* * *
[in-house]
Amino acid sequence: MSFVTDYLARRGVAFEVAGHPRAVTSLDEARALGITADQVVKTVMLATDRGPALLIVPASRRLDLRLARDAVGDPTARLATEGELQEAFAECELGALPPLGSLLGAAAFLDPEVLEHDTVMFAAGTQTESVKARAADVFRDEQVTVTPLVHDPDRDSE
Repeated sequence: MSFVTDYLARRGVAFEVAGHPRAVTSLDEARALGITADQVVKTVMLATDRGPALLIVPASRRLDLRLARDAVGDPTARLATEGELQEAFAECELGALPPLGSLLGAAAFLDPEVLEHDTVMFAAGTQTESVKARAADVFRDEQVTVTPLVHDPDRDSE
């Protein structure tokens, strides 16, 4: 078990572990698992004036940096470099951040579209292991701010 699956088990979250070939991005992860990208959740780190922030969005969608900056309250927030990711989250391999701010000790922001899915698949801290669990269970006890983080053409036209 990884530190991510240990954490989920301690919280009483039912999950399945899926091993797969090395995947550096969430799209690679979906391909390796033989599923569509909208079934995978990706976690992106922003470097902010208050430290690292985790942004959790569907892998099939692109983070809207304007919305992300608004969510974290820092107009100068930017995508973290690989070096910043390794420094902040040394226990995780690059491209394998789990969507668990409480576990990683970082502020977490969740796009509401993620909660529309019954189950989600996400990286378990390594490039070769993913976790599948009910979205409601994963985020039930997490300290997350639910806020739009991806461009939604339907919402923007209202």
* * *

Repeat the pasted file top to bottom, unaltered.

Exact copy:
[in-house]
Amino acid sequence: MSFVTDYLARRGVAFEVAGHPRAVTSLDEARALGITADQVVKTVMLATDRGPALLIVPASRRLDLRLARDAVGDPTARLATEGELQEAFAECELGALPPLGSLLGAAAFLDPEVLEHDTVMFAAGTQTESVKARAADVFRDEQVTVTPLVHDPDRDSE
Repeated sequence: MSFVTDYLARRGVAFEVAGHPRAVTSLDEARALGITADQVVKTVMLATDRGPALLIVPASRRLDLRLARDAVGDPTARLATEGELQEAFAECELGALPPLGSLLGAAAFLDPEVLEHDTVMFAAGTQTESVKARAADVFRDEQVTVTPLVHDPDRDSE
């Protein structure tokens, strides 16, 4: 078990572990698992004036940096470099951040579209292991701010 699956088990979250070939991005992860990208959740780190922030969005969608900056309250927030990711989250391999701010000790922001899915698949801290669990269970006890983080053409036209 990884530190991510240990954490989920301690919280009483039912999950399945899926091993797969090395995947550096969430799209690679979906391909390796033989599923569509909208079934995978990706976690992106922003470097902010208050430290690292985790942004959790569907892998099939692109983070809207304007919305992300608004969510974290820092107009100068930017995508973290690989070096910043390794420094902040040394226990995780690059491209394998789990969507668990409480576990990683970082502020977490969740796009509401993620909660529309019954189950989600996400990286378990390594490039070769993913976790599948009910979205409601994963985020039930997490300290997350639910806020739009991806461009939604339907919402923007209202």